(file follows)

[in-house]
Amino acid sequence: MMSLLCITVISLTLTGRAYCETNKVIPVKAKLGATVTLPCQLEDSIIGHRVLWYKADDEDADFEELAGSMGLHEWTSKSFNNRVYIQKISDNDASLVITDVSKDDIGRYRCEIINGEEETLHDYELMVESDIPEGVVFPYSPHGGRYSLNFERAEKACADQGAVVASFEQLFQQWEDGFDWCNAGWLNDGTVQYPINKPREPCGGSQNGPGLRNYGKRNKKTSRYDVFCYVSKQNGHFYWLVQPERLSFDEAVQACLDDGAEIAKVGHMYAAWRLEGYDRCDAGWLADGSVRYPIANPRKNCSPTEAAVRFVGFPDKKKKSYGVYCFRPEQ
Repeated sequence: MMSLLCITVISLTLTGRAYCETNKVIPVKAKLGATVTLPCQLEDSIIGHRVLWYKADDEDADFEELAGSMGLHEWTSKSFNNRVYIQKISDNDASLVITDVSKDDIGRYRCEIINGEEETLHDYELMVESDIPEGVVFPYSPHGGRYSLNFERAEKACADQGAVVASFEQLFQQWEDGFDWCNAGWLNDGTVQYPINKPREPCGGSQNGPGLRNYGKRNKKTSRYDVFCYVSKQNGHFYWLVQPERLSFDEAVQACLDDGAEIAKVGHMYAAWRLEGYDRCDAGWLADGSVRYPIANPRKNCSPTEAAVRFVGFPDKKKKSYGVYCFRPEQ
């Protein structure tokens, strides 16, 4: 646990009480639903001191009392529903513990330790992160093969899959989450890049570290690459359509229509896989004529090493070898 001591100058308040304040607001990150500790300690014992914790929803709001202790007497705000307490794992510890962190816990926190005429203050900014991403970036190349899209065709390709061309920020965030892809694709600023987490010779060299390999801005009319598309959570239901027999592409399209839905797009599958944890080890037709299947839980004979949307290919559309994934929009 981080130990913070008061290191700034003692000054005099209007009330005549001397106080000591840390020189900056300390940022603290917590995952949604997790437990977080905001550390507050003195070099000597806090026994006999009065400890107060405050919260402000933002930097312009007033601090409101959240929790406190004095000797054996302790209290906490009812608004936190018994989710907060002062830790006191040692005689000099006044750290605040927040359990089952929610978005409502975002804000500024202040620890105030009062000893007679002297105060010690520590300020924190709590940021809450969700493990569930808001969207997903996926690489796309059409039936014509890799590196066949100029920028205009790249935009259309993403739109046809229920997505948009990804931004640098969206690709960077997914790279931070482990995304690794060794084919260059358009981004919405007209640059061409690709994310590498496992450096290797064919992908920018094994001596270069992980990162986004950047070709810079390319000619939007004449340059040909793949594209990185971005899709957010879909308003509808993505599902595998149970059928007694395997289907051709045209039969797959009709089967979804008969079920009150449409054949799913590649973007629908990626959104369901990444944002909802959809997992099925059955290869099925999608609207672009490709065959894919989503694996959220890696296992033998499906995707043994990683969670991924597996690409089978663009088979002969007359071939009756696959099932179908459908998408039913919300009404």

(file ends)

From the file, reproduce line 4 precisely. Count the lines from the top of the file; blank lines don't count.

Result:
């Protein structure tokens, strides 16, 4: 646990009480639903001191009392529903513990330790992160093969899959989450890049570290690459359509229509896989004529090493070898 001591100058308040304040607001990150500790300690014992914790929803709001202790007497705000307490794992510890962190816990926190005429203050900014991403970036190349899209065709390709061309920020965030892809694709600023987490010779060299390999801005009319598309959570239901027999592409399209839905797009599958944890080890037709299947839980004979949307290919559309994934929009 981080130990913070008061290191700034003692000054005099209007009330005549001397106080000591840390020189900056300390940022603290917590995952949604997790437990977080905001550390507050003195070099000597806090026994006999009065400890107060405050919260402000933002930097312009007033601090409101959240929790406190004095000797054996302790209290906490009812608004936190018994989710907060002062830790006191040692005689000099006044750290605040927040359990089952929610978005409502975002804000500024202040620890105030009062000893007679002297105060010690520590300020924190709590940021809450969700493990569930808001969207997903996926690489796309059409039936014509890799590196066949100029920028205009790249935009259309993403739109046809229920997505948009990804931004640098969206690709960077997914790279931070482990995304690794060794084919260059358009981004919405007209640059061409690709994310590498496992450096290797064919992908920018094994001596270069992980990162986004950047070709810079390319000619939007004449340059040909793949594209990185971005899709957010879909308003509808993505599902595998149970059928007694395997289907051709045209039969797959009709089967979804008969079920009150449409054949799913590649973007629908990626959104369901990444944002909802959809997992099925059955290869099925999608609207672009490709065959894919989503694996959220890696296992033998499906995707043994990683969670991924597996690409089978663009088979002969007359071939009756696959099932179908459908998408039913919300009404």